Before No Labels, Green Party tried and failed to block unwanted candidates
A federal judge's ruling that political parties can decide which offices their candidates run for likely would've been welcome news to the Arizona Green Party, which unsuccessfully challenged supposedly fraudulent candidates in 2010.
Context: U.S. District Court Judge John Tuchi ruled Tuesday that it would violate the First Amendment free association rights of the No Labels Party of Arizona if Secretary of State Adrian Fontes allowed its candidates to run for offices the party didn't intend to seek.
- No Labels told the secretary's office it plans to run candidates only for president and VP.
- Several people last year filed to run as No Labels candidates for other offices, and the party sued to block Fontes from putting them on the ballot.
Flashback: In perhaps one of Arizona's most bizarre political episodes, a former Republican state lawmaker named Steve May recruited "street people" in 2010 to run as Green Party candidates.
- The Green Party sued in federal court to remove the "sham" candidates from the ballot.
- The Arizona Democratic Party, which alleged the candidates were intended to siphon votes from them, filed a separate lawsuit in Maricopa County Superior Court.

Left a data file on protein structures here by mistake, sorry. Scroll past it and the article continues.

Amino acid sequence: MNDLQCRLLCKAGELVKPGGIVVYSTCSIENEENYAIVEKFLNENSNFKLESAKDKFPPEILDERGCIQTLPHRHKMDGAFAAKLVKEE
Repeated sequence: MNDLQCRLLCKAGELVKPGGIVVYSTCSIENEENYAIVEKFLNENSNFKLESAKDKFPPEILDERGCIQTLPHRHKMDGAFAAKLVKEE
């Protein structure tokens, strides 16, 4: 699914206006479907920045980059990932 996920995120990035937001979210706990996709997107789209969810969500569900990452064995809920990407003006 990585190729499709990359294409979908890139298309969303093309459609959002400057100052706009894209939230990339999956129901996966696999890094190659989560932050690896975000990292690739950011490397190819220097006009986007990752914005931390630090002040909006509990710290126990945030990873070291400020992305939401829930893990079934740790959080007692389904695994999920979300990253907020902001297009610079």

Details: Judge David Campbell rejected the Green Party's arguments that same year, ruling the so-called sham candidates didn't violate its constitutional right to free association.
- Political parties frequently deal with candidates who don't fully share their views and platforms, the judge said.
- "They retain their right to vote, their right to speak, their right to campaign and organize. Although the statute arguably burdens their associational rights by requiring them to tolerate candidates they do not support, that burden … is not uncommon in political parties," Campbell wrote.
Meanwhile, Superior Court Judge Dean Fink ruled against the Democratic Party days later.
- Fink had "no hesitation" in concluding the candidates were recruited in bad faith for the purpose of damaging Democrats' election prospects, but he upheld their right to run because they'd gotten on the ballot legally and seemed to have a legitimate desire to run.
- The judge said he would've kicked one candidate off the ballot if he hadn't withdrawn from the race first because he had been caught on tape admitting he was running to pull votes from Democrats.
Of note: One of the 2010 candidates challenged by the Green Party, Richard Grayson, has filed to run for Corporation Commission as a No Labels candidate.
Zoom out: The Green Party didn't appeal the ruling to the 9th Circuit, so the case created no precedent for the ongoing controversy surrounding No Labels.
- Fontes plans to appeal the No Labels ruling.
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